Article Text

  1. F. J. Rubner1,
  2. M. J. Cody1,
  3. G. A. Zimmerman1,
  4. A. S. Weyrich1,
  5. H. R. Hill1,
  6. T. R. LaPine1,
  7. C. C. Yost1
  1. 1Departments of Pathology, Pediatrics, and Medicine; Division of Neonatology; Program in Human Molecular Biology and Genetics, University of Utah, Salt Lake City, UT


Background The mammalian target of rapamycin (mTOR) is known to play a pivotal role in the differentiation of hematopoietic stem cells (HSCs) via control of cell cycling. In addition to this function, mTOR is known to mediate translation of constitutively expressed mRNAs. Specifically, we have demonstrated the role of mTOR in translational regulation of key inflammatory mediators. In this investigation we hypothesized that an inflammatory agonist would increase synthesis of mTOR in a pool of terminally differentiated polymorphonuclear leukocytes (PMN).

Methods Human HSCs were isolated from umbilical cord blood obtained from full-term neonates. This population of HSCs underwent proliferation and differentiation into mature PMNs. These cells were purified by magnetically selecting cells expressing the CD16+ cell surface antigen. The CD16+ cells were exposed to platelet-activating factor (PAF) 10 nM or HBSS for 0, 60, or 120 minutes. The cells were subsequently fixed and examined by immunocytochemistry for their expression of mTOR.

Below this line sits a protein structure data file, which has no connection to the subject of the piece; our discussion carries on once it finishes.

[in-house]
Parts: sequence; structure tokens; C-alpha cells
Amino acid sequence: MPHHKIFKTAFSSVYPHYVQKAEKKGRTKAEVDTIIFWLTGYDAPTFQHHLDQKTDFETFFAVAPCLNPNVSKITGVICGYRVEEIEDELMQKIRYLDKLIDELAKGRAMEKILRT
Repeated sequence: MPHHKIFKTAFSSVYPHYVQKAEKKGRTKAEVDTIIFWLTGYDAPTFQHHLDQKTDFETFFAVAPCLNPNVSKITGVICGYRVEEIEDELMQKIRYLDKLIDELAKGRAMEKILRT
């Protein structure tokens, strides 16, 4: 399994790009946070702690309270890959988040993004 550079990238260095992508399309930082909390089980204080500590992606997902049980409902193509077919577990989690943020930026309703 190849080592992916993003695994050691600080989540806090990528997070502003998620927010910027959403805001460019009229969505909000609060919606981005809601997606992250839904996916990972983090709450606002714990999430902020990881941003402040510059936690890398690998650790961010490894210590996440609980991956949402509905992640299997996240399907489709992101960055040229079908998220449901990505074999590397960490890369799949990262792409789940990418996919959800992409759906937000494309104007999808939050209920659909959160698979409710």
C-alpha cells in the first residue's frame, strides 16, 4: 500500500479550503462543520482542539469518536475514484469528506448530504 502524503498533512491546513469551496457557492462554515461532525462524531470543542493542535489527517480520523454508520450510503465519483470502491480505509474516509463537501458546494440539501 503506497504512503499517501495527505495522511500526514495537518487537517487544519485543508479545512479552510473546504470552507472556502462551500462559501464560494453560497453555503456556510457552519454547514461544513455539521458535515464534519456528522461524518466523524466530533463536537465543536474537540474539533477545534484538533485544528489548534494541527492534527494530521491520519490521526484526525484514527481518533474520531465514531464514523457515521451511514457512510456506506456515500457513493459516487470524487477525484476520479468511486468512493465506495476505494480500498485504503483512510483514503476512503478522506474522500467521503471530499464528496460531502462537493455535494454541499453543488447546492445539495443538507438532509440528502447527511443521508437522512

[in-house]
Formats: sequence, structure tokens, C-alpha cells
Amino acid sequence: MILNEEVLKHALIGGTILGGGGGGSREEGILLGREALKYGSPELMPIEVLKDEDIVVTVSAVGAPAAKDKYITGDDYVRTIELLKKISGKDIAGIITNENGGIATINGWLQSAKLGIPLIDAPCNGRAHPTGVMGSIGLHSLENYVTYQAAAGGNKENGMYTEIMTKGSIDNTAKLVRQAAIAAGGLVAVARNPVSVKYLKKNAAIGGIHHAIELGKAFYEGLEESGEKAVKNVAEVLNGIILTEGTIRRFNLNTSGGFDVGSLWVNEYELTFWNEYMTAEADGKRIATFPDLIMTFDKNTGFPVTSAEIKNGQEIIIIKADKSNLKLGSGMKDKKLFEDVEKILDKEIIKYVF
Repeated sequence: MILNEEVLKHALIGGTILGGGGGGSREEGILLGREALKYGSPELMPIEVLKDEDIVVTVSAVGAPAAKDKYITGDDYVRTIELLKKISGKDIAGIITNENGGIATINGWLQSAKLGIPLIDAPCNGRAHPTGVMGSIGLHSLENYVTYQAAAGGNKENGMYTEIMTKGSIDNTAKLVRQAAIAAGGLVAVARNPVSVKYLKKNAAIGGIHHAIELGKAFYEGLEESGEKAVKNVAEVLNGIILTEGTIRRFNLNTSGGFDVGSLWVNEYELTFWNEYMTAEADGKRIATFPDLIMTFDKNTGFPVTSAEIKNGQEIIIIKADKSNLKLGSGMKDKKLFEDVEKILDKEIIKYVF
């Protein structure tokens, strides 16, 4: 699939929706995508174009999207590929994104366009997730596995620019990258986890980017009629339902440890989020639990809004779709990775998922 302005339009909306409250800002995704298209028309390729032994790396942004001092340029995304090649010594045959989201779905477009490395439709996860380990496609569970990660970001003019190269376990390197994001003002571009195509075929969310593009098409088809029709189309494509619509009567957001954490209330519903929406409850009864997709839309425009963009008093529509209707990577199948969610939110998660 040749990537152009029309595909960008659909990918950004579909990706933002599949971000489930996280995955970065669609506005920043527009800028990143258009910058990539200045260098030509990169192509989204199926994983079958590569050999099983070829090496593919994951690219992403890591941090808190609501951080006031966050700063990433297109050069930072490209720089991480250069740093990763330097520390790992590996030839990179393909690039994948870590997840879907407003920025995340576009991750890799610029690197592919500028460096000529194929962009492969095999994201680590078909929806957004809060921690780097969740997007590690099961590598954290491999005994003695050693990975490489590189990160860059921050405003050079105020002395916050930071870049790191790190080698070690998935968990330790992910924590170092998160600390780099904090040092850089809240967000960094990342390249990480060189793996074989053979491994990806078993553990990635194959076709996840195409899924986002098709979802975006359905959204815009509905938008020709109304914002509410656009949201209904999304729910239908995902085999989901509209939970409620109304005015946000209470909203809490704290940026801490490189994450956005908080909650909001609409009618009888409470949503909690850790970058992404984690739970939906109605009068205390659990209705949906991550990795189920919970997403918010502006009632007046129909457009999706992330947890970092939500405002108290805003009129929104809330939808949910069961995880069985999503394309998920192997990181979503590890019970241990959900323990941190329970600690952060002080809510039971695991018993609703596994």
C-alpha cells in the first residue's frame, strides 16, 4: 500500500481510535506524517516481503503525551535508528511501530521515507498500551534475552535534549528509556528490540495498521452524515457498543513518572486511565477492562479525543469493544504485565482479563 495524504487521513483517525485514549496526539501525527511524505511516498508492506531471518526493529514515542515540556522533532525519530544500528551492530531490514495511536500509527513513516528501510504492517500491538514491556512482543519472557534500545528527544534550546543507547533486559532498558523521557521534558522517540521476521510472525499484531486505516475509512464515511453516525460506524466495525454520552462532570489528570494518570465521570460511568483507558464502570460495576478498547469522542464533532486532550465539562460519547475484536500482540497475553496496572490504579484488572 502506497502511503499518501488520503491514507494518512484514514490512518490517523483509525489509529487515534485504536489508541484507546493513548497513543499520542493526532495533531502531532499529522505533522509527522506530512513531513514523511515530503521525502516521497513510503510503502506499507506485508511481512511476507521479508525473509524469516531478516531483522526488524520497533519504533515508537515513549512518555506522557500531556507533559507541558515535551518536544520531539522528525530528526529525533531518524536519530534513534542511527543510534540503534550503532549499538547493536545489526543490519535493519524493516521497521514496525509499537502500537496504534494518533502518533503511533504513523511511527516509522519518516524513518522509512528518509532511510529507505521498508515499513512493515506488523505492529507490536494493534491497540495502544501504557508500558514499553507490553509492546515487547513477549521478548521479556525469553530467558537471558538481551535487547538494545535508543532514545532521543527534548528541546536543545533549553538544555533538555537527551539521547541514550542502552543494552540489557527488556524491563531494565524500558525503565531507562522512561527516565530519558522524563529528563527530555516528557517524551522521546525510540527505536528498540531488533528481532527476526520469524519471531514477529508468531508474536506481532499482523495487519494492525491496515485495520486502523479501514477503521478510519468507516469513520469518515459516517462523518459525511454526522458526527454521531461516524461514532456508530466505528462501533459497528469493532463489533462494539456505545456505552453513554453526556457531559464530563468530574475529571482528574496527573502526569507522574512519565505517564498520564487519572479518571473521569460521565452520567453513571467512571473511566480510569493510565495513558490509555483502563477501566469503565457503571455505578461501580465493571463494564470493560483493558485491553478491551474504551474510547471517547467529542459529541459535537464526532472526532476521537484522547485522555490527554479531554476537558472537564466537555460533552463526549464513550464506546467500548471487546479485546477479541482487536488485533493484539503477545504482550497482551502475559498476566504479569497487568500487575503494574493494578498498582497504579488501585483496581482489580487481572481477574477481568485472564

Results The population of terminally differentiated PMNs demonstrated increased expression of mTOR following stimulation with PAF compared with control. Further, this population of cells demonstrated a time-dependent increase in production of mTOR consistent with the expected rapid response of primary host defense cells.

Conclusions HSC-derived, terminally differentiated PMNs demonstrate functional integrity of inflammatory mediator-induced mTOR expression. This capacity likely enables the cell to control the rapid synthesis of other mediators of inflammation. This finding will be key for further investigation using this model to perform loss of mTOR function experiments on downstream inflammatory mediators and the concomitant alteration in inflammatory processes.

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